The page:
Engaging in Philanthropic Ventures as a Family Business
Watch the Raphaely family, a second-generation media and publishing business family based in Western Cape, South Africa, operating and producing international titles such as Cosmopolitan, O The Oprah Magazine, Good Housekeeping and Marie Claire as well as local titles including Goeie Huishouding and House and Leisure, share their view of the importance of embedding philanthropy and humanitarian efforts in their daily enterprise.
<strong>Jane Raphaely:</strong> When it comes to donation, it is not enough just to sign a check. When you look at the biggest donors in the world, what I most admire about them, is the way that they have involved themselves in the causes they are subsidizing. And I think they are the role models for the rest of us, not in how much they give, but how much of themselves that they give.
<strong>Jane Raphaely:</strong> I believe in giving time as well as money, and in some instances, time can be more valuable than money, depending of course how you give it. In things to do with women, projects like Women Demand Dignity, Rape Crisis, any of the other structures that are set up to try and deal with women’s problems and help them to deal with them themselves and to change the circumstances from which these problems arise.
<strong>Julia Raphaely:</strong> My mother has had the name of Florence Nightingale in the past. She has always been a giver. She was known for her chicken soup. She always ran the business with a lot of care for the people involved in the business. She is very family oriented. And I think that is one of the most important qualities that she has given us as children. And for me, it is what makes me feel good when I can use the position that I am in now to bring our partners on board.
<strong>Jane Raphaely:</strong> I think that it is very important to be prepared to voice what you have to share, to be prepared to stand up and to be prepared to be counted because in all those areas where I think there are huge needs, one of the ongoing problems is the silence that surrounds them.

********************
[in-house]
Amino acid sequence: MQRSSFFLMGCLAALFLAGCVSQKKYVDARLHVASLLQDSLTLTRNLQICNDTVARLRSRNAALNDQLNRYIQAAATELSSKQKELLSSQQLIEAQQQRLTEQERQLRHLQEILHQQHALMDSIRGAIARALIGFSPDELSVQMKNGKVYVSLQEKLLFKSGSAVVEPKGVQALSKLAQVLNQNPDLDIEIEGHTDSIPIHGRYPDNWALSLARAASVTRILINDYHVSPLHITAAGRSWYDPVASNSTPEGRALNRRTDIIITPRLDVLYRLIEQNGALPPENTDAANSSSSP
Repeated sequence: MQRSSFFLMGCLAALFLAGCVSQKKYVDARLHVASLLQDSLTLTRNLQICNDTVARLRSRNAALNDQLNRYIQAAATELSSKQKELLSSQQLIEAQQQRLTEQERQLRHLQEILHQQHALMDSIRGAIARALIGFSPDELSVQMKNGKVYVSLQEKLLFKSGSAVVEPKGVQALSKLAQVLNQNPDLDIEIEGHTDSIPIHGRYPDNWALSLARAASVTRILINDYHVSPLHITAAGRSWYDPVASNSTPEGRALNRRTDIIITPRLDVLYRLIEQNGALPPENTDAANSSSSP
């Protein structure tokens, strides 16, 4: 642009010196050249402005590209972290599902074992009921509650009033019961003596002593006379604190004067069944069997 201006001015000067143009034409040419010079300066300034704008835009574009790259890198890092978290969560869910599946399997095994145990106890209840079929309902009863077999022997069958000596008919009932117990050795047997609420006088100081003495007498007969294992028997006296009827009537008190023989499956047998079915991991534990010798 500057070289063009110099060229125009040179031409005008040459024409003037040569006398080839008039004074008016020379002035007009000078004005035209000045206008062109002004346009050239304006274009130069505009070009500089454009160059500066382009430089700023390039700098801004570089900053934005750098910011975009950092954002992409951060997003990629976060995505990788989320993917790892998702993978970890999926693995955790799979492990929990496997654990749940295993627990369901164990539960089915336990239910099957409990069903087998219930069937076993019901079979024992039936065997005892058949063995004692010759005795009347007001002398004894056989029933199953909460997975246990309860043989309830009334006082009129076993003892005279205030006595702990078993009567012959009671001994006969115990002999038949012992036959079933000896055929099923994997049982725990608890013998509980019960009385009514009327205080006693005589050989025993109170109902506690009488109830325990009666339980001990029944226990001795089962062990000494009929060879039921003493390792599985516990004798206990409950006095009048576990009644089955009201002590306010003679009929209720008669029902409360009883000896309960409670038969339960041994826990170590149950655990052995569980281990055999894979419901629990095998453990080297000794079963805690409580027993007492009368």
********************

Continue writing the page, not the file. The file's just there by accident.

<strong>Julia Raphaely:</strong> I head up the CSI committee, which is a choice, because it is the only committee that I want to belong to and that I do belong to. It is really fun to look at all the different brands in our business, align those brands with different charities –there are a lot of opportunities in South Africa, never mind the world, to make a difference.
<strong>Julia Raphaely:</strong> I think integrity, charity, giving back, understanding your opportunity and making it work for you but also for the people who work in the business. It is not just a business decision. It is a decision about your own values and how you want to role those out. And when you are in a family business, you have the opportunity to do that. You only have to answer to yourself. As my father liked to say, you know, “You make your decisions in the shower.” The ultimate responsibility sometimes can be a heavy burden, but at the same time, you can be agile, you can be very responsive—and it is exciting, challenging, and special I think.
<strong>Jane Raphaely:</strong> For me, it is one of the great motivators. To have money is not to hoard it. To have money is to do something with it. I think that the greatest good and the greatest giving is to give to people who you will never meet and who will never know what you have done for them.